With production costs falling and green power policies on the rise, wind energy could soon be positioned to meet the world’s demand for electricity 18 times over, the International Energy Agency (IEA) concluded in an analysis released last week.
“What’s more, the winds of change are blowing at high speeds. Global offshore wind capacity could increase 15-fold and attract around US$1 trillion (£800 billion) of cumulative investment by as soon as 2040,” The Independent reports . “The IEA says this boom is being driven by the declining costs in installations, supportive government policies, and ‘remarkable technological progress’ with components such as larger turbines and floating foundations.”
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Europe has led the industry’s recent gains, with nearly 30% annual growth from 2010 to 2018, and could see wind become its main source of electric power over the next 20 years, the IEA says. But the agency also sees 150 offshore wind projects now in development around the world, with China accounting for the biggest capacity increase in 2018.
“By around 2025, China is likely to have the largest offshore wind fleet of any country, overtaking the United Kingdom,” the report said. “China’s offshore wind capacity is set to rise from four gigawatts today to 110 gigawatts by 2040. Policies designed to meet global sustainable energy goals could push that even higher, to above 170 gigawatts.”
And even then, “today’s offshore wind market doesn’t even come close to tapping the full potential,” the Paris-based agency states. “With high-quality resources available in most major markets, offshore wind has the potential to generate more than 420,000 terawatt-hours per year worldwide. This is more than 18 times global electricity demand today.”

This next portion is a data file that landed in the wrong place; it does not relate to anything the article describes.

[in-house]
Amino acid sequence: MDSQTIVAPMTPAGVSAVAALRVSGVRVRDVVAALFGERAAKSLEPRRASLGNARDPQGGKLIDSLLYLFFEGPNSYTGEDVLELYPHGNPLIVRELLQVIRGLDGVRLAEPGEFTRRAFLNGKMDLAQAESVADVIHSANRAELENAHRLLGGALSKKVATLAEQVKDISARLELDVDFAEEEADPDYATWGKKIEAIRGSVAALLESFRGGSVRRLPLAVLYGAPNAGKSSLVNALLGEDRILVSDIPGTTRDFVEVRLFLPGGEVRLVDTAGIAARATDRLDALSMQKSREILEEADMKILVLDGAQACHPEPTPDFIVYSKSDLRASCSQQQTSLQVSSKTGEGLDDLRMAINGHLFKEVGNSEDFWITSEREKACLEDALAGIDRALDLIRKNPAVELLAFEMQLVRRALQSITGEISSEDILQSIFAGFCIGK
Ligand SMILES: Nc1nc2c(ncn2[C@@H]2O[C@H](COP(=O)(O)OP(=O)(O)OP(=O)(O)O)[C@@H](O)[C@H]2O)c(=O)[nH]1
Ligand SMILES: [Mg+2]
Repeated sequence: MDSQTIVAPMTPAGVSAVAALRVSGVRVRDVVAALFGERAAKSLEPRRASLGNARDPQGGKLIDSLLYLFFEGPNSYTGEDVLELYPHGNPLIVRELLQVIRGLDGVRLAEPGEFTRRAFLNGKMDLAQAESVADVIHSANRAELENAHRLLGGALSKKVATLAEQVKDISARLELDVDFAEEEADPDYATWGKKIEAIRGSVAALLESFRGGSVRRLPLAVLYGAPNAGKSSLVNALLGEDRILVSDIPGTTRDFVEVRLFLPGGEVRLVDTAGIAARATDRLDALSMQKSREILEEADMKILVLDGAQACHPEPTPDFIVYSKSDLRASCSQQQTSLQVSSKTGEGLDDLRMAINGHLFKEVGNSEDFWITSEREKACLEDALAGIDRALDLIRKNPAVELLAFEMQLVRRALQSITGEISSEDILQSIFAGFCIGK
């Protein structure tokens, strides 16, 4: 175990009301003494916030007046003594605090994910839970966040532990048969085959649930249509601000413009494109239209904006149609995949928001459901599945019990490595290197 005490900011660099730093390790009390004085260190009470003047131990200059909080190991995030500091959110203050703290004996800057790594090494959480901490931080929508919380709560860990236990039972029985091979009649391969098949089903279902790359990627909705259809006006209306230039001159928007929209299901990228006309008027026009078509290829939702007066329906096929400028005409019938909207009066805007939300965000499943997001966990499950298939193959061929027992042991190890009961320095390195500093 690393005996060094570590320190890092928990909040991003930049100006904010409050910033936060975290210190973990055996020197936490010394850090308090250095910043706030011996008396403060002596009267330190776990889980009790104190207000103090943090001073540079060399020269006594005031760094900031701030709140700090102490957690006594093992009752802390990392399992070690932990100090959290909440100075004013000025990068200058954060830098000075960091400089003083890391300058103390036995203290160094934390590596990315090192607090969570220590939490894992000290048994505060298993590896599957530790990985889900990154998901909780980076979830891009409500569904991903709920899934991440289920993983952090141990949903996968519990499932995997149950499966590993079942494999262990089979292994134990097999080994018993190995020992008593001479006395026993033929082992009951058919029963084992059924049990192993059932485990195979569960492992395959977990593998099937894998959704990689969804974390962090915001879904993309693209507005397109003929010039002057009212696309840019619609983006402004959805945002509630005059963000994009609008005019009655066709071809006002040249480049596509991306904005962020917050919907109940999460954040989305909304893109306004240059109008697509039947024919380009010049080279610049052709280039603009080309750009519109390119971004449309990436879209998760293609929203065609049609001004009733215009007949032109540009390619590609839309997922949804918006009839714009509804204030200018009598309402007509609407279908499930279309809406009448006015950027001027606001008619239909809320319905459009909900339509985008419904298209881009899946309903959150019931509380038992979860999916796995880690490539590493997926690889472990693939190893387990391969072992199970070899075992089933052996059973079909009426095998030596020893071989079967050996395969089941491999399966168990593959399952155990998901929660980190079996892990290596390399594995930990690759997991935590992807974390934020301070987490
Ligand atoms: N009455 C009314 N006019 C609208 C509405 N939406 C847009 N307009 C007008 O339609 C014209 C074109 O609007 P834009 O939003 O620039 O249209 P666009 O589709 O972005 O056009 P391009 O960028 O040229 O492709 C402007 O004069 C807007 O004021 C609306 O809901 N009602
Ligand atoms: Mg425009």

In the EU, offshore wind capacity currently stands at nearly 20 GW, and would rise to 130 GW by 2040. If the continent adopted a carbon-neutral target, that total would rise to 180 GW. But “an even more ambitious vision—in which government policies drive an increase in demand for clean hydrogen produced by offshore wind—could push European offshore wind capacity ‘dramatically higher’,” The Independent explains.
“In this scenario, electricity generated by wind turbines would be used to split water molecules into hydrogen and oxygen atoms, with the hydrogen then being stored and ultimately blended with normal gas supplies to heat houses or fuel vehicles. It could also be recycled to generate more clean electricity.”
The IEA points to floating wind turbines, with the potential for deployment farther out at sea, as the most promising new technology development for the industry. “In theory, [floating turbines] could enable offshore wind to meet the entire electricity demand of several key electricity markets several times over, including Europe, the United States, and Japan,” the report stated.